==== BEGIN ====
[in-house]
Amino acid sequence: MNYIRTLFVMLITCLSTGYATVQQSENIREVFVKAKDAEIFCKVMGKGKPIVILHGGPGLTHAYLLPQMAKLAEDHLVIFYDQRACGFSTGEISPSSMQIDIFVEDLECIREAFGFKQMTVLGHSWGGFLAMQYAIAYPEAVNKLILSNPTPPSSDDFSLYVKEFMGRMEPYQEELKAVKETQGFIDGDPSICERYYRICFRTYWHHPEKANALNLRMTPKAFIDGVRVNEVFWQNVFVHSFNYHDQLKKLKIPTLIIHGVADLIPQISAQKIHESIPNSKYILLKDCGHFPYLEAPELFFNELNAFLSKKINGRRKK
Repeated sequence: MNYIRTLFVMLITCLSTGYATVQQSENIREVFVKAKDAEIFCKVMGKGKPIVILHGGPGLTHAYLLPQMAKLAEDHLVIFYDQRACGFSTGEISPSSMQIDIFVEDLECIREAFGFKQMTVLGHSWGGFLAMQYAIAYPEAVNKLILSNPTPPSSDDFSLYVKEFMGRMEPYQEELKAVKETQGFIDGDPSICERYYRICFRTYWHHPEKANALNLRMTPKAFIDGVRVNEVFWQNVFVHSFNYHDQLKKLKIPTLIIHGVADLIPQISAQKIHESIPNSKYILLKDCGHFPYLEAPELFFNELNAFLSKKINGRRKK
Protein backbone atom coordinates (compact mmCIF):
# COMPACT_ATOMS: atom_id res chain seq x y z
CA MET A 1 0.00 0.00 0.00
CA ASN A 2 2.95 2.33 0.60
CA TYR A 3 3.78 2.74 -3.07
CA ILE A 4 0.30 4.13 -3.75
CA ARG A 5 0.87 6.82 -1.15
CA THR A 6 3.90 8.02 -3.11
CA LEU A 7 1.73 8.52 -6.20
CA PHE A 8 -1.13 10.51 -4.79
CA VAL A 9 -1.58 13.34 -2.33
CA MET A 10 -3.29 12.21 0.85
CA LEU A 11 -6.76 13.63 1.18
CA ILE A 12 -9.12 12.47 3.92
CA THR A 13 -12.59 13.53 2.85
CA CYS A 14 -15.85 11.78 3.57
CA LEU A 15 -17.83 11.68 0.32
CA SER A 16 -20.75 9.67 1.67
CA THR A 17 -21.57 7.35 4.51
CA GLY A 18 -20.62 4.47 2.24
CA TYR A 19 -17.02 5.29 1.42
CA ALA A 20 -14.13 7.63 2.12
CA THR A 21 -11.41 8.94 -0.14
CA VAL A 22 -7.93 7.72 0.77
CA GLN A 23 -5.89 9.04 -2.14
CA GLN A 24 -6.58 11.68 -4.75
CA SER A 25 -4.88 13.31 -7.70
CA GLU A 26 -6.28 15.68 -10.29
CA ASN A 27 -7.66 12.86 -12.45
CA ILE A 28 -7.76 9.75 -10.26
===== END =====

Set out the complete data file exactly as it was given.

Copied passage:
[in-house]
Amino acid sequence: MNYIRTLFVMLITCLSTGYATVQQSENIREVFVKAKDAEIFCKVMGKGKPIVILHGGPGLTHAYLLPQMAKLAEDHLVIFYDQRACGFSTGEISPSSMQIDIFVEDLECIREAFGFKQMTVLGHSWGGFLAMQYAIAYPEAVNKLILSNPTPPSSDDFSLYVKEFMGRMEPYQEELKAVKETQGFIDGDPSICERYYRICFRTYWHHPEKANALNLRMTPKAFIDGVRVNEVFWQNVFVHSFNYHDQLKKLKIPTLIIHGVADLIPQISAQKIHESIPNSKYILLKDCGHFPYLEAPELFFNELNAFLSKKINGRRKK
Repeated sequence: MNYIRTLFVMLITCLSTGYATVQQSENIREVFVKAKDAEIFCKVMGKGKPIVILHGGPGLTHAYLLPQMAKLAEDHLVIFYDQRACGFSTGEISPSSMQIDIFVEDLECIREAFGFKQMTVLGHSWGGFLAMQYAIAYPEAVNKLILSNPTPPSSDDFSLYVKEFMGRMEPYQEELKAVKETQGFIDGDPSICERYYRICFRTYWHHPEKANALNLRMTPKAFIDGVRVNEVFWQNVFVHSFNYHDQLKKLKIPTLIIHGVADLIPQISAQKIHESIPNSKYILLKDCGHFPYLEAPELFFNELNAFLSKKINGRRKK
Protein backbone atom coordinates (compact mmCIF):
# COMPACT_ATOMS: atom_id res chain seq x y z
CA MET A 1 0.00 0.00 0.00
CA ASN A 2 2.95 2.33 0.60
CA TYR A 3 3.78 2.74 -3.07
CA ILE A 4 0.30 4.13 -3.75
CA ARG A 5 0.87 6.82 -1.15
CA THR A 6 3.90 8.02 -3.11
CA LEU A 7 1.73 8.52 -6.20
CA PHE A 8 -1.13 10.51 -4.79
CA VAL A 9 -1.58 13.34 -2.33
CA MET A 10 -3.29 12.21 0.85
CA LEU A 11 -6.76 13.63 1.18
CA ILE A 12 -9.12 12.47 3.92
CA THR A 13 -12.59 13.53 2.85
CA CYS A 14 -15.85 11.78 3.57
CA LEU A 15 -17.83 11.68 0.32
CA SER A 16 -20.75 9.67 1.67
CA THR A 17 -21.57 7.35 4.51
CA GLY A 18 -20.62 4.47 2.24
CA TYR A 19 -17.02 5.29 1.42
CA ALA A 20 -14.13 7.63 2.12
CA THR A 21 -11.41 8.94 -0.14
CA VAL A 22 -7.93 7.72 0.77
CA GLN A 23 -5.89 9.04 -2.14
CA GLN A 24 -6.58 11.68 -4.75
CA SER A 25 -4.88 13.31 -7.70
CA GLU A 26 -6.28 15.68 -10.29
CA ASN A 27 -7.66 12.86 -12.45
CA ILE A 28 -7.76 9.75 -10.26